Context: Consider a circuit with only two linear time invariant capacitors. If I charge one the capacitors and then throw a switch that closes the circuit, there will be some redistribution of charge. The capacitors are ideal and there is no resistance in the circuit.


I calculated the energy before the circuit was closed and after the circuit attained a steady state. There was some energy dissipation.

My question is: In what form is the dissipated energy leaving the circuit?

  • \$\begingroup\$ I had a look at the question and the answers however i did not find an answer to my question, which was pertaining to the form in which energy was released by the circuit under ideal conditions (I believe i did mention there are no resistances) \$\endgroup\$ Sep 26 '19 at 2:33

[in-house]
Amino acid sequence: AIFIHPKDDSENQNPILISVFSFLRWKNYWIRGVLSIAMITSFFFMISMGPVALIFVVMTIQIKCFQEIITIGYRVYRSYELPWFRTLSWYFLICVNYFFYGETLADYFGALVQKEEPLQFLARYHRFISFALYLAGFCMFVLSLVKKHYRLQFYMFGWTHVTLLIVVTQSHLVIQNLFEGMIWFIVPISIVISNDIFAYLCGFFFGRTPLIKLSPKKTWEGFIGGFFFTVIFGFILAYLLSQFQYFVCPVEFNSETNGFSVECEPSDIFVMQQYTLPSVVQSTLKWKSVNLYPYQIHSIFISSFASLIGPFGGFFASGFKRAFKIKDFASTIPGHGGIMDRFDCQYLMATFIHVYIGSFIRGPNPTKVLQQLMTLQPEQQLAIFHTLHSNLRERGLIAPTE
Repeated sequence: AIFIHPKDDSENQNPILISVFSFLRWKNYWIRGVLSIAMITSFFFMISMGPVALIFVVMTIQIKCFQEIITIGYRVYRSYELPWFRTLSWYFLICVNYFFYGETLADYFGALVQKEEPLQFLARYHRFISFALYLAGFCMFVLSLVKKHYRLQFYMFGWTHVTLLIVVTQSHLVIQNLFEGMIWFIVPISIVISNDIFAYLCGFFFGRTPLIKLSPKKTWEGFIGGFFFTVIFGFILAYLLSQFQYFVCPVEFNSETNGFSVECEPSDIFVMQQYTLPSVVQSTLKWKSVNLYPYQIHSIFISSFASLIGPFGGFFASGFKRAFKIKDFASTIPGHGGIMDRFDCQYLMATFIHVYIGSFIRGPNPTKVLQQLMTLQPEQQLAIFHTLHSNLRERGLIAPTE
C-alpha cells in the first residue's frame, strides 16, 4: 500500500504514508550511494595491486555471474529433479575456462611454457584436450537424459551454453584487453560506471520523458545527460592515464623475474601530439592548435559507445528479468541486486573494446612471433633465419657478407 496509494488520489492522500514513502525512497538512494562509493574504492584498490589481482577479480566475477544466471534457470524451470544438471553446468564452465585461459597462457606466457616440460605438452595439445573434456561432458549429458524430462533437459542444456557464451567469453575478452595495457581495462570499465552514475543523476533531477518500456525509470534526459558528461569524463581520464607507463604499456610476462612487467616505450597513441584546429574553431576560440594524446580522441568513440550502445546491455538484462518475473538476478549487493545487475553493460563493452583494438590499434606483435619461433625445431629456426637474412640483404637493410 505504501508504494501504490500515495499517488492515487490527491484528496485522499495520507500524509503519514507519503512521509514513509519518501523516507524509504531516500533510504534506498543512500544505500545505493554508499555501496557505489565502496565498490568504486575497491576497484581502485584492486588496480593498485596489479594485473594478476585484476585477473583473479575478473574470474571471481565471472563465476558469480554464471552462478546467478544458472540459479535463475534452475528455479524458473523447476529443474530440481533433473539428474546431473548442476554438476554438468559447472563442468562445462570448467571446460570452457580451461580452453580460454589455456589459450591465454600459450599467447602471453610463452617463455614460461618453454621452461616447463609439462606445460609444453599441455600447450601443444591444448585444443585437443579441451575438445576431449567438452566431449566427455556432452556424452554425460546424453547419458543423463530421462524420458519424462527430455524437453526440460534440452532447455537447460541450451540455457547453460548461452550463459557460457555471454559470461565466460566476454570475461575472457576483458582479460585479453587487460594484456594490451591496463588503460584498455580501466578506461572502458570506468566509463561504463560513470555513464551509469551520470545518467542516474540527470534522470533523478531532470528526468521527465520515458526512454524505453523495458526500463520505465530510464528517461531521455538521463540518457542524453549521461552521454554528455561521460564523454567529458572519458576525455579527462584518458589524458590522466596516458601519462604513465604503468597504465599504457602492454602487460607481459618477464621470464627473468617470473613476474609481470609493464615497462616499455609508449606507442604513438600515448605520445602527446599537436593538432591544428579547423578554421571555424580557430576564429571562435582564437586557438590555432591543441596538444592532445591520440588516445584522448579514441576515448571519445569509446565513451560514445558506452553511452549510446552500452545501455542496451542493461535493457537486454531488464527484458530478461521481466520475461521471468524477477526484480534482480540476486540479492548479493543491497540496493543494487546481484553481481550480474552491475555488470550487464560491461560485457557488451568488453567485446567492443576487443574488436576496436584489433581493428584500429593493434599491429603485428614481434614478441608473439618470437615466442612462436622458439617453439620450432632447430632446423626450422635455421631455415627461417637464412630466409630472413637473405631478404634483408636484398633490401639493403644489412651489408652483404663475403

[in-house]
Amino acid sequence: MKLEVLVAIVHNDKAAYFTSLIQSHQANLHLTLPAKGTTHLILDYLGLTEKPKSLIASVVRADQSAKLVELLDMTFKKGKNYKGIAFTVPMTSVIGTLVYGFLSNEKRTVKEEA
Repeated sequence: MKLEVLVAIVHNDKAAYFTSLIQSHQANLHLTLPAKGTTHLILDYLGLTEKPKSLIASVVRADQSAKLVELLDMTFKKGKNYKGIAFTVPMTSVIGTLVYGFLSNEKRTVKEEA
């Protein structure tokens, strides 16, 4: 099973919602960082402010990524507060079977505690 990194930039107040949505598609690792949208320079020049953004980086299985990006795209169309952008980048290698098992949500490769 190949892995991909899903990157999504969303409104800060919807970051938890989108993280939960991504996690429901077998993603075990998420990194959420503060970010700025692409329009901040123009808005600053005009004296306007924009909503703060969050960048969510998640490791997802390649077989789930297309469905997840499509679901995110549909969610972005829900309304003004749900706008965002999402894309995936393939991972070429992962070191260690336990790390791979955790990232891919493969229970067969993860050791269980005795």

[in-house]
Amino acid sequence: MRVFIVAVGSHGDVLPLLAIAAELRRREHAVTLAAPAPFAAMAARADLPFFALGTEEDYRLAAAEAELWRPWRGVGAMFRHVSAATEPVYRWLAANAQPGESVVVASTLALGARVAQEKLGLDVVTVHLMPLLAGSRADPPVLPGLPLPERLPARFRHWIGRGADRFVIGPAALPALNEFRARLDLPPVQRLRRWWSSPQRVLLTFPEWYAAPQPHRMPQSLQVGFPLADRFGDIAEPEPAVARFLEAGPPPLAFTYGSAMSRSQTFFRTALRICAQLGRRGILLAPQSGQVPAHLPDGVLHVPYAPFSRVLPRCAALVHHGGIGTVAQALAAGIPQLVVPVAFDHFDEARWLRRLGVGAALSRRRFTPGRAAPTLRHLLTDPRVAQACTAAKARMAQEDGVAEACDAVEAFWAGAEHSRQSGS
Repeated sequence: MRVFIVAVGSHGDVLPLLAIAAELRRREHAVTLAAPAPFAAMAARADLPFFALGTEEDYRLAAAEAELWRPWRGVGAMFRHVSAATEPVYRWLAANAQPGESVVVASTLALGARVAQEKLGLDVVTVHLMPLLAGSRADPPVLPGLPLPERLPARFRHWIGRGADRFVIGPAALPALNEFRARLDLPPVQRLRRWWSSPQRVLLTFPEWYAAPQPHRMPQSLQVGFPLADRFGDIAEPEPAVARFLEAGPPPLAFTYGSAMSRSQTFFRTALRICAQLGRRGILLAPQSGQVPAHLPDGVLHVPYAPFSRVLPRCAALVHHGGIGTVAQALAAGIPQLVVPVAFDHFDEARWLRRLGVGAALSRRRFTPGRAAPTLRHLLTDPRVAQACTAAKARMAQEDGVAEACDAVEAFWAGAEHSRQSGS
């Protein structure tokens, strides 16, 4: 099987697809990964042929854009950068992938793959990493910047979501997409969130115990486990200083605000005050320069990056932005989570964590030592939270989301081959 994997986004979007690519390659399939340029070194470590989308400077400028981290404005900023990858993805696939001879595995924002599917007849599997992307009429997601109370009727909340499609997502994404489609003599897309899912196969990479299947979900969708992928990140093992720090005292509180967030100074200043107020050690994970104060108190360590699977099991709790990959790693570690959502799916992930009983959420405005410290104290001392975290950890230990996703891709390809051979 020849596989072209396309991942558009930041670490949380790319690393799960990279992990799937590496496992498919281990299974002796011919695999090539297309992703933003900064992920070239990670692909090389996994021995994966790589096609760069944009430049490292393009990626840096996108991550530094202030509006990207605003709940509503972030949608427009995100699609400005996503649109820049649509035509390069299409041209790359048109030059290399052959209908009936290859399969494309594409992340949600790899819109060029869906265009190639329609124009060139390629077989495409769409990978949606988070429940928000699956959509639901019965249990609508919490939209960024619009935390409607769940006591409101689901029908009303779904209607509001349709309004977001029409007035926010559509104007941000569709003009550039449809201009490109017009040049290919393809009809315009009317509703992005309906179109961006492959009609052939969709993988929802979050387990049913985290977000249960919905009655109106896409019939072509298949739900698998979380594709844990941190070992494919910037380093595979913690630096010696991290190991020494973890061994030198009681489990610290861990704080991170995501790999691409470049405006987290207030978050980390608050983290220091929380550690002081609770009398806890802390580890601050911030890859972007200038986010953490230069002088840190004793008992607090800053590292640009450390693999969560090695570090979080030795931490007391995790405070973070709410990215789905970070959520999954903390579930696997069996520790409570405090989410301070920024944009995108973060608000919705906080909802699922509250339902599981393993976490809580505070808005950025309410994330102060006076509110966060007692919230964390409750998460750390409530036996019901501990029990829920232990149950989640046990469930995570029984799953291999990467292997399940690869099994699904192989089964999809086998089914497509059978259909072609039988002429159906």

• \$\begingroup\$ This answer doesn't satisfy you? \$\endgroup\$
    – brhans
    Sep 26 '19 at 3:00
  • \$\begingroup\$ profuse apologies for not doing my homework before asking a question here... @brhans the answer did satisfy me, i overlooked the second answer to that question \$\endgroup\$ Sep 26 '19 at 3:38
  • \$\begingroup\$ The infinite current in the zero ohm resistances tends to account for the losses :-) . | Congratulations on apologising due to an oversight - it's rare. (+1 :-) ). \$\endgroup\$
    – Russell McMahon
    Sep 26 '19 at 11:54